You too, Polanski

Hollywood has finally washed its hands of a sexual predator, a mere 40 years after his conviction

Nick Cohen

Long after the time when speaking out might have made a difference, the Academy of Motion Picture Arts and Sciences has expelled Roman Polanski. It had awarded him a best director Oscar for The Pianist in 2003 and nominated him in 1981 for Tess, even though he had been on the run from the US since 1977 for the statutory rape of a child. Inspired by the Me Too movement, Hollywood had a pang of  conscience last month. Enough was enough: as a moral institution, filled with expensive liberals it could no longer tolerate a sexual predator on its membership rolls.

The natural reaction was to burst out laughing. Hollywood had spent decades lauding Polanski. Only a few years ago, no less an authority that Whoopi Goldberg had decided that his abuse of the 13-year-old Samantha Gailey that caused him to flee the US before a judge could sentence him was not “rape-rape” and therefore did not really count. When The Pianist won an Oscar, Martin Scorsese led the audience as it rose to give Polanski a standing ovation.

You could say in their defence that the life has nothing to do with the work; that an artist’s personal conduct is irrelevant. Wholesome and kind men and women can make terrible art and the most shameful specimens of humanity can make great art. Arguing against the “therapeutic fallacy” that art makes people better, Robert Hughes told the salutary story of Sigismondo Pandolfo Malatesta. The Lord of Rimini was one of the most discerning connoisseurs of the Renaissance. His patronage of Leon Battista Alberti, Agostino di Duccio and Piero della Francesca did not stop Pope Pius II making him after his death the only man to be officially condemned to reside in Hell — a distinction he earned by trussing up a papal emissary, the 15-year-old bishop of Fano, and sodomising him before his cheering troops in Rimini’s main square.

You could turn the “it’s the art not the man” argument upside down and defend Polanski by saying the man is the art, and it is daydreaming to believe otherwise. Kevin Spacey portrayed calculating villains far better than actors whose private lives were models of gentleness exactly because he was a scheming predator.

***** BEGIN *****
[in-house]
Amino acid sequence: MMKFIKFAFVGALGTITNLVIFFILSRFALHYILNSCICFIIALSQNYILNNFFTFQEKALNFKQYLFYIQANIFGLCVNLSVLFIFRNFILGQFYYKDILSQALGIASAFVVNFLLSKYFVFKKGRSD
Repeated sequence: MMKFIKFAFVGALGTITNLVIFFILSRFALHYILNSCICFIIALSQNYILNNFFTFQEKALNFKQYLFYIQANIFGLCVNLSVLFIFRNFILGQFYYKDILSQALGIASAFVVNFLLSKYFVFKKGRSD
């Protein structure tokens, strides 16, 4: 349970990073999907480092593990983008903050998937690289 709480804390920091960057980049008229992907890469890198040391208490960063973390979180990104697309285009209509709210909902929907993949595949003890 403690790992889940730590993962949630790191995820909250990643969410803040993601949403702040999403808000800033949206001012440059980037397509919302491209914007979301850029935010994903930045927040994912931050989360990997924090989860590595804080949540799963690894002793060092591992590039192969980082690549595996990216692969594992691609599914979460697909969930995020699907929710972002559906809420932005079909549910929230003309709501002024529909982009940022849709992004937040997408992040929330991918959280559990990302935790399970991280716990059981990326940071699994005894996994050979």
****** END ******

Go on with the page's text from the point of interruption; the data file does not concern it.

Polanski, however, tried a tactic he had used before: a tactic that goes to the heart of the difficulties the Me Too movement faces: he threatened to sue.

The justice system is at the centre of any attempt to improve the treatment of women. Rapes aren’t reported because the alleged victims think the police won’t listen to them, and 13 out of 14 reported rapes do not end in a conviction because prosecutors and the courts don’t believe there’s enough evidence to convict a defendant. Contrary to the excuse trotted out by every ageing celebrity marched off by the gendarmerie that “everything was different in the 1970s”, the police took Samantha Gailey’s accusations seriously in 1977. The testimony they presented to a Californian grand jury can still make the hairs on the back of your neck stand on end.
Polanski met Samantha’s mother and offered to get her daughter into Vogue. He took her to Jack Nicholson’s mansion instead, gave her a glass of champagne and drugs. She was frightened and kept saying she wanted to go home.